wikiHow to Organize Business Cards

Contact information is fundamental to networking and business communications. When you receive a business card, take the time to make sure it ends up somewhere that you can find the information again when you need it. Whether you own your own business or just network a lot, by organizing your business cards, you’ll be able to find people quicker, which can lead to more sales and more money in your pocket. Here are some ideas on how to organize your business cards.


  1. Image titled Organize Business Cards Step 1
    Look at the business card as soon as you receive it. Reading the business card is a good way to remember someone's name and connect it with their face. The person's title is usually printed on a business card, too, meaning that you have one more clue about who they are and what they do.
  2. Image titled Organize Business Cards Step 2
    Have a place to put business cards that you receive. If you carry a notebook or bag with you to meetings, set aside a place in it for business cards. Or, use the second pocket on your own business card carrier to collect cards you receive. Whatever you do, don't stick them in your notes anywhere or stuff them in a pocket where they'll go missing or go through the wash.
  3. Image titled Organize Business Cards Step 3
    Organize contact information on your computer. When you return from a business lunch, trade show or meeting, immediately put the business cards you received in a safe place, such a desk drawer or something out of the reach of other people is ideal. When you have time, grab all the business cards that have piled up in your desk drawer, and type all of the information into Outlook, Excel, Access or even Word.
  4. Image titled Organize Business Cards Step 4
    Use a “Notes” field or column that goes with each business card’s electronic file. Note down any information that wasn't on the card: what they do, what information or prospects they offered, when you met them, and so on.
  5. Image titled Organize Business Cards Step 5
    Create a rating system for great business contacts, so-so or potential business contacts and those that you’ll probably never talk to again. You could use a numbering system: all 1s are great, 2s are so-so and 3s you’ll never talk to, or you could use a green, yellow and red stoplight system respectively. Use a system you won’t forget so that you can categorize your contacts.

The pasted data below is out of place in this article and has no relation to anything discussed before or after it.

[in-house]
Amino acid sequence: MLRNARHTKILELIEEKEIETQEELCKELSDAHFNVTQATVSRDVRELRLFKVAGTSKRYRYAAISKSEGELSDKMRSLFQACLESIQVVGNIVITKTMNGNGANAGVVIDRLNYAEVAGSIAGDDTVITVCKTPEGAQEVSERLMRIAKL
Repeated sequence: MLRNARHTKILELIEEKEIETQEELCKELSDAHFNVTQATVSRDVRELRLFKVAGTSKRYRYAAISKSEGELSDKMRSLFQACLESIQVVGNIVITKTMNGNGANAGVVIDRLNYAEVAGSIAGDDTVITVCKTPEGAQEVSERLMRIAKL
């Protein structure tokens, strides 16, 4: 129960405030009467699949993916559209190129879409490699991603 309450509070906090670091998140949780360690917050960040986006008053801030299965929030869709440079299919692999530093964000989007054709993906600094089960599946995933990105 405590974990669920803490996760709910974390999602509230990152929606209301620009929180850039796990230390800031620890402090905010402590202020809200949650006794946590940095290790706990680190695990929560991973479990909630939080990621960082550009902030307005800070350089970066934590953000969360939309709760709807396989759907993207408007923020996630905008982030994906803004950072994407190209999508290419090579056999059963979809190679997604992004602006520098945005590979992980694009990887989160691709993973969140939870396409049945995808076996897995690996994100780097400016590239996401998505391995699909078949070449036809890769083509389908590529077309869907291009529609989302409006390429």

6. Image titled Organize Business Cards Step 6
    Arrange the contacts the way you need them. You could alphabetize by last name, or you can also categorize by alphabetical order of name or company; city where you met the person if you travel often; or by category of industry. This way you can just type in the info you know into a Search box and come up with a list of contacts qualified for your search.
    • Many computer contact organization systems can sort contacts any way you need them and make them easy to find, in case you can only remember some part of what's there. If you can use one of these systems, you can save yourself a lot of manual filing.
  7. Image titled Organize Business Cards Step 7
    Organize business cards the old-fashioned way. Keep the cards in a Rolodex or business card holder. You can find business card holders in office supply stores.
    • The old-fashioned way, even if it consists of a rubber band in your desk drawer, can be a good backup for the computerized information.
    • You'll have to decide how you want to organize your business cards: by name, company, city, etc.
  8. Image titled Organize Business Cards Step 8
    Whenever you get a new business card, write down the name of the place where you met the person on the back of the business card within a few days of meeting. This way, you won’t forget. Also jot a brief note on the back about what you talked about. Then when you contact the person later, you can remind him where you met and ask how his kids are doing, or whatever you talked about.
  9. Image titled Organize Business Cards Intro


  • If you get a lot of business cards, look into software to help manage them. Business card scanners exist, as does software that will actually read a paper business card and pick out the information on it. These could save you a lot of manual data entry.
  • If you need to know more about your business contacts than just their names and phone numbers, look into software packages designed for contact or customer information management.
  • Follow up promptly if you promised something or if someone sounded interested.
  • Don't let unprocessed business cards pile up. Type them in or file them at least once per week, before you forget who you met and why.


  • If you keep your contacts on your computer, back up the file(s) regularly, so that you don't lose them in case your computer or hard drive fails. Automate this backup, if possible.

Article Info

Categories: Office Skills